BYOD organizations don't always need to enroll their devices in a mobile device management or unified endpoint management platform. In those cases, Microsoft Intune app protection can fill the need.
When organizations force BYOD endpoints to enroll in mobile device management (MDM), the users may find other ways to be productive or just refrain from using their personal device for work purposes. Intune app protection secures the enterprise apps and data, while ensuring devices still have the capabilities end users need.
Intune app protection without MDM enrollment
App protection in Intune can manage apps that support the Intune SDK without the need for MDM on the device. Instead, IT can secure personal devices with app protection mobile application management policies.
IT pros, for example, can prohibit end users from sharing or copying corporate data to personal apps. IT can also lock down the app with a PIN, fingerprint or corporate identity and control how complex the PIN needs to be. IT can see a complete list of options for Apple iOS and Google Android.
App protection policies can control a number of Microsoft Apps that natively support the Intune SDK. Most of these apps are available for both iOS and Android, but a few are currently available for one OS.
IT pros can use app protection policies to protect the corporate data of the app using an Intune feature called multi-identity. This enables multiple accounts -- such as a corporate policy-managed account and a personal account -- to coexist within one app. In Microsoft Outlook for Android and iOS, for example, IT can configure private email accounts and corporate email accounts. Microsoft Intune will only manage the corporate email account.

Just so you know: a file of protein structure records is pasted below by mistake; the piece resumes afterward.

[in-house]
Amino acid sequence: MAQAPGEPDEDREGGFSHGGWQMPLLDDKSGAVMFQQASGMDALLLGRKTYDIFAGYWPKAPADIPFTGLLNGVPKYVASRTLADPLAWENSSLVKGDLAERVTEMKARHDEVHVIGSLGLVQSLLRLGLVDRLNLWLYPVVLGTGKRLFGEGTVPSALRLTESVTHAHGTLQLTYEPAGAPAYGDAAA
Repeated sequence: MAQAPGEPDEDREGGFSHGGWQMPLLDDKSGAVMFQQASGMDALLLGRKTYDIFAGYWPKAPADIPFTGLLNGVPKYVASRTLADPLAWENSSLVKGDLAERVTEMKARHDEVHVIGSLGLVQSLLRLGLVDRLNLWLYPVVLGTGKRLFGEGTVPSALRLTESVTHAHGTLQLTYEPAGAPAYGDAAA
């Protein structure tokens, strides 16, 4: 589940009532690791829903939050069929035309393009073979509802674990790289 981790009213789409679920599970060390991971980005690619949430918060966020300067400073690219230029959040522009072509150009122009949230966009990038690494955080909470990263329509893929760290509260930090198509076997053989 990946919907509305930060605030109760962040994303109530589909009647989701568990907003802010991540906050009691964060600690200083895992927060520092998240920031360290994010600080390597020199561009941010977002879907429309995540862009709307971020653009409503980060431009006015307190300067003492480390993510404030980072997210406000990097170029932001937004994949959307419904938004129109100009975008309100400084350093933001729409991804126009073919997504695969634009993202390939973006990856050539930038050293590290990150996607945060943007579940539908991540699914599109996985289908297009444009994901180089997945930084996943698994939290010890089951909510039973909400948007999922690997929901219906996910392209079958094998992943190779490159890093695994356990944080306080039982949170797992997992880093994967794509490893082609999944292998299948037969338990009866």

A variety of third-party vendors are starting to adopt the Microsoft Intune SDK, as well. IT can integrate the Intune SDK into line-of-business (LOB) apps manually or through app wrapping. App wrapping the LOB app allows IT to manage an entire app without enrollment, but wrapping does not support multi-identity apps.
When using app protection without MDM enrollment, IT must use conditional access -- which is a feature of Azure Active Directory -- to make sure users are only using the Intune managed apps instead of, for example, the native mail app of Android or iOS. Rather than check if a device is compliant, IT can check if the client apps are approved to use conditional access.
IT can check against a list of approved Microsoft apps to make sure the app is trusted.
Intune recently added the ability for IT to require the app protection policy before users can access the app and its data, although this feature is still in preview and only available for the Microsoft OneDrive and Outlook apps. There could be multiple reasons that an app protection policy is not active, however, including a lack of Intune licenses, timeouts or lack of the app protection policy targeting.